(Mr Gould) The basic reason Belgium, the Netherlands and some other countries are not in the six is that they have not asked to join the Agreement. I suspect that is because if you take the six nations that are part of this arrangement you have about 80 to 90 per cent of the European defence industry in there, so there is not a lot left outside. It would have to be a pragmatic arrangement. I can see imminently that you might have a project which involves three of the LOI or Framework Agreement nations and maybe the Netherlands. If the Netherlands wanted to apply the provisions of, for example, technology transfer, information transfer, security of information, in this treaty to that project, the treaty allows that to happen, but it would be a matter of choice. Otherwise, there would be some other arrangement.

  14. Would it have to be agreed by all six?
  (Mr Gould) It would have to be agreed by all six if they were going to join the six to make it seven.

  15. But cooperation?
  (Mr Gould) No. It would be for the countries involved in the project to decide which regime they wanted to apply.

  16. They could do that without getting the agreement of all six?
  (Mr Gould) So long as they are not becoming one of the Framework nations, yes.

Mr Brazier

  17. The Framework Agreement is presented as a legally binding treaty even with proper clauses for enforcement. In fact, it is full of holes, most of them labelled "national security". Why should this treaty actually give us any more confidence than the Letter of Intent that was there before?
  (Mr Gould) Because it is a legally binding instrument in international law and therefore it foresees that changes to national legislation will need to take place, whether they are primary, secondary or just regulations, and it creates an obligation to do that, which the Letter of Intent does not do.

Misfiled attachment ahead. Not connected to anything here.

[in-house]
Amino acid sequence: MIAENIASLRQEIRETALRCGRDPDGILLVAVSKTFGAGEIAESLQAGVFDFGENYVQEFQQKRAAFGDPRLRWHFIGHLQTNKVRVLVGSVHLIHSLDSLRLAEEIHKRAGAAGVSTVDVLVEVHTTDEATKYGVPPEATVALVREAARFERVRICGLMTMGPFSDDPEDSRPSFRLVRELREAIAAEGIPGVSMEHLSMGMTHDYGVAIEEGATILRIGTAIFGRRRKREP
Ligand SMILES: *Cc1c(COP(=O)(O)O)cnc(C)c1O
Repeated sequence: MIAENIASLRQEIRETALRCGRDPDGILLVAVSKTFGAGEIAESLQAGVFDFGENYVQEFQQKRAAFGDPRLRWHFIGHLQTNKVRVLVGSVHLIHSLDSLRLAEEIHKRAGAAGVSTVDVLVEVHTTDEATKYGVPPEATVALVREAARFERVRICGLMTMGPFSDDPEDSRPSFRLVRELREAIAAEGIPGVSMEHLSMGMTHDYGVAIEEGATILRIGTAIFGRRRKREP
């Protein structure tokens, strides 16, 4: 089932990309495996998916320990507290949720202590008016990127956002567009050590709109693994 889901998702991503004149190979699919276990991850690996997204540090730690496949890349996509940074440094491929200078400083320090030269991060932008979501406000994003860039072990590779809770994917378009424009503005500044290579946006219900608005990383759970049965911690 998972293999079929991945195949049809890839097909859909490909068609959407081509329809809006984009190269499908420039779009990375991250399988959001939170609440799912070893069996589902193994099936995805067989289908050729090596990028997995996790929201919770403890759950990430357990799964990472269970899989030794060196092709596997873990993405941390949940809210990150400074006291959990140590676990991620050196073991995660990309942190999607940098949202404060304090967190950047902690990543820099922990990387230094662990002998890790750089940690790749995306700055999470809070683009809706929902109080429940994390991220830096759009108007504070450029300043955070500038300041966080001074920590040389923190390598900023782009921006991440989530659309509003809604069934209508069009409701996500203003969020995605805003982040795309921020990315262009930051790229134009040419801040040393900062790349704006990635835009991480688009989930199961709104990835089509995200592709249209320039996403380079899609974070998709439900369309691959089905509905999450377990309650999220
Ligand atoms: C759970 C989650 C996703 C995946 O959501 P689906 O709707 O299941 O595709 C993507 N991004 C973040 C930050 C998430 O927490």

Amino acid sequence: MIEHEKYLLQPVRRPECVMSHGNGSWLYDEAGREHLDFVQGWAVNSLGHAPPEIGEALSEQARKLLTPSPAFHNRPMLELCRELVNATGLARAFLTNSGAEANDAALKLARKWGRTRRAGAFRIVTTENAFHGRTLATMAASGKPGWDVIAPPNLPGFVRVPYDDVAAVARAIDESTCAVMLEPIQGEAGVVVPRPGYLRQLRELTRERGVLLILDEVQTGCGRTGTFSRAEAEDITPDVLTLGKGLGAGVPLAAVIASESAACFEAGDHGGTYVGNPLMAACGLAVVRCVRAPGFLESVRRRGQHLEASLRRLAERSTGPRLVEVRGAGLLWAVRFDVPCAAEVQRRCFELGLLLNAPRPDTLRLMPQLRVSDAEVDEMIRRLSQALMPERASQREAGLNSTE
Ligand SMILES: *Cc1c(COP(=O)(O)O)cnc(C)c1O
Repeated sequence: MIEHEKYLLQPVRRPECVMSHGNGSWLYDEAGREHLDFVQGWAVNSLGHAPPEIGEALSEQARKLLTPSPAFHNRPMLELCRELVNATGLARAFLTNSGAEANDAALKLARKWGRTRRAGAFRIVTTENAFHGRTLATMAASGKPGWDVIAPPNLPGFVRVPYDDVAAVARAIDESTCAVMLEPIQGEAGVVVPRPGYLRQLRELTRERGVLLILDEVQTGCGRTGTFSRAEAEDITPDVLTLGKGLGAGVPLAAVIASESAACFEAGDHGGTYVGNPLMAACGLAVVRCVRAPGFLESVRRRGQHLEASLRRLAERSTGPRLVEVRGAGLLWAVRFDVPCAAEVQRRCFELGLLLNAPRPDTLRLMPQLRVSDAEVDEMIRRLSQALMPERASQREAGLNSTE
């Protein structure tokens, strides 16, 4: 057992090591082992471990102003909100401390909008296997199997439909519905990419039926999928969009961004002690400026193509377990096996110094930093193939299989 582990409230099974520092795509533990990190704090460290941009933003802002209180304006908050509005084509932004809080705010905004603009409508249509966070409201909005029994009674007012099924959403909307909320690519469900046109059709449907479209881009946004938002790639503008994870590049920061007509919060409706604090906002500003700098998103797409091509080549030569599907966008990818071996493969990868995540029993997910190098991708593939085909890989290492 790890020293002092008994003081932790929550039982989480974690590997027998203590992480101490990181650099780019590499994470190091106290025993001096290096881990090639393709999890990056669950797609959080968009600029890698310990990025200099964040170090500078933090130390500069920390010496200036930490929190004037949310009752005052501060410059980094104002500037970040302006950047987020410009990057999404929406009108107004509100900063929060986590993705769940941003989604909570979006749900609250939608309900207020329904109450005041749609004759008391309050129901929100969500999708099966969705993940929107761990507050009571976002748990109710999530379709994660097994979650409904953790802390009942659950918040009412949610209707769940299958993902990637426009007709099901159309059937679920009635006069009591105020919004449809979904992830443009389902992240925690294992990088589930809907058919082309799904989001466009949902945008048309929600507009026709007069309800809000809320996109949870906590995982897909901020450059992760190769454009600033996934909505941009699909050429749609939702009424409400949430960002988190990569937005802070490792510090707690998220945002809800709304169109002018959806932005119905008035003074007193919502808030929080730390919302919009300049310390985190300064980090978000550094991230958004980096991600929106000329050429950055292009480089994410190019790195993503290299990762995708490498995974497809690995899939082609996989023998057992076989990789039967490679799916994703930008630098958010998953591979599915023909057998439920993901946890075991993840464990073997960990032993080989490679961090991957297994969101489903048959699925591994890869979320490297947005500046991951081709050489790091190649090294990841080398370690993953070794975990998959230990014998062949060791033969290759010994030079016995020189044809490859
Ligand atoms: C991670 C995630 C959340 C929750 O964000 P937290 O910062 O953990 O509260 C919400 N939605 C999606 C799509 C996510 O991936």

18. Let me turn the question round. As a suspicious Brit, I can envisage circumstances in which HMG of whatever political complexion is being chased through the courts by, say, a French supplier who thinks that they should have been involved in some project or other. Somehow, I cannot see the equivalent ever happening in the French courts. Am I wrong?
  (Mr Gould) They do not come any more suspicious than people who have worked on collaborative programmes. I do not think it is an issue of being chased through the courts. We would be chased through the courts if we had done something which was contrary to United Kingdom commercial law in this country. If a French company had a contract with the United Kingdom government in English law and we did something that was against that, I can see a problem. I do not think the treaty really copes with that. To the extent that we harmonise contract law, it should make that less probable. Where I do see difficulties, interpretation of things like national security in the context of security of supply could be quite tricky to deal with from time to time. People will see these things differently. That is why we have procedures in the treaty which we have never had before for resolving disputes. We have a properly constituted executive committee where we can go and discuss these things and try to get them resolved, which we have never had before. It does provide mechanisms for resolving these things which we have not had in the past but fundamentally, if there are political differences of interpretation between countries, we shall have to go as fast as those political differences can be resolved. This makes it better but it has to be worked at. It does not cure everything just by being a treaty.


  19. We seem to have a very narrow definition of national security. There are very few areas of production now. I do not think the MoD have told us what are classified as essential to the British national interest. We are not on an anti-French path this morning but it seems to me that the French would have a rather less narrow perception of what is in the national security interests of France. Am I being grossly unfair, as I am often accused of being? How is national security defined? Is there some way in which we can say to another country, "You cannot say this because this is a totally different approach to national security to that which we have." It is often used as a cloak behind which countries seek to maintain a capability.
  (Mr Gould) Everybody is guilty of it too.